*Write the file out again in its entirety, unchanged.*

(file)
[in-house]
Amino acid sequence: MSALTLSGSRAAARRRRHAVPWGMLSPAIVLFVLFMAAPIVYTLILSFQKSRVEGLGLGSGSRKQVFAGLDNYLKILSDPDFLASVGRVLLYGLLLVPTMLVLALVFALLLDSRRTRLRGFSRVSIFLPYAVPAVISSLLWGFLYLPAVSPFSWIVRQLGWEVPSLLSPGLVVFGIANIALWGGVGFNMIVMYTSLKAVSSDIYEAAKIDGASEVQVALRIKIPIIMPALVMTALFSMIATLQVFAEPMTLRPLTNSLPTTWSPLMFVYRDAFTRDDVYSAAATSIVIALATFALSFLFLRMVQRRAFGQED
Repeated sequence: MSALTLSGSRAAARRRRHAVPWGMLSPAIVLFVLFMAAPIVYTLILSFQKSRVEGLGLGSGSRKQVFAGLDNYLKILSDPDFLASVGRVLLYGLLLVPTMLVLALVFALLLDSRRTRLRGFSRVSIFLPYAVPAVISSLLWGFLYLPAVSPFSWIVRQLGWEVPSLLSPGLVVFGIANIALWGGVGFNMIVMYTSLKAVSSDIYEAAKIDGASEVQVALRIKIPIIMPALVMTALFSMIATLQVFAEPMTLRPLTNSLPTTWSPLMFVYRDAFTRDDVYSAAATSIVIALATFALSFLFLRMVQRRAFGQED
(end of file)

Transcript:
[in-house]
Amino acid sequence: MSALTLSGSRAAARRRRHAVPWGMLSPAIVLFVLFMAAPIVYTLILSFQKSRVEGLGLGSGSRKQVFAGLDNYLKILSDPDFLASVGRVLLYGLLLVPTMLVLALVFALLLDSRRTRLRGFSRVSIFLPYAVPAVISSLLWGFLYLPAVSPFSWIVRQLGWEVPSLLSPGLVVFGIANIALWGGVGFNMIVMYTSLKAVSSDIYEAAKIDGASEVQVALRIKIPIIMPALVMTALFSMIATLQVFAEPMTLRPLTNSLPTTWSPLMFVYRDAFTRDDVYSAAATSIVIALATFALSFLFLRMVQRRAFGQED
Repeated sequence: MSALTLSGSRAAARRRRHAVPWGMLSPAIVLFVLFMAAPIVYTLILSFQKSRVEGLGLGSGSRKQVFAGLDNYLKILSDPDFLASVGRVLLYGLLLVPTMLVLALVFALLLDSRRTRLRGFSRVSIFLPYAVPAVISSLLWGFLYLPAVSPFSWIVRQLGWEVPSLLSPGLVVFGIANIALWGGVGFNMIVMYTSLKAVSSDIYEAAKIDGASEVQVALRIKIPIIMPALVMTALFSMIATLQVFAEPMTLRPLTNSLPTTWSPLMFVYRDAFTRDDVYSAAATSIVIALATFALSFLFLRMVQRRAFGQED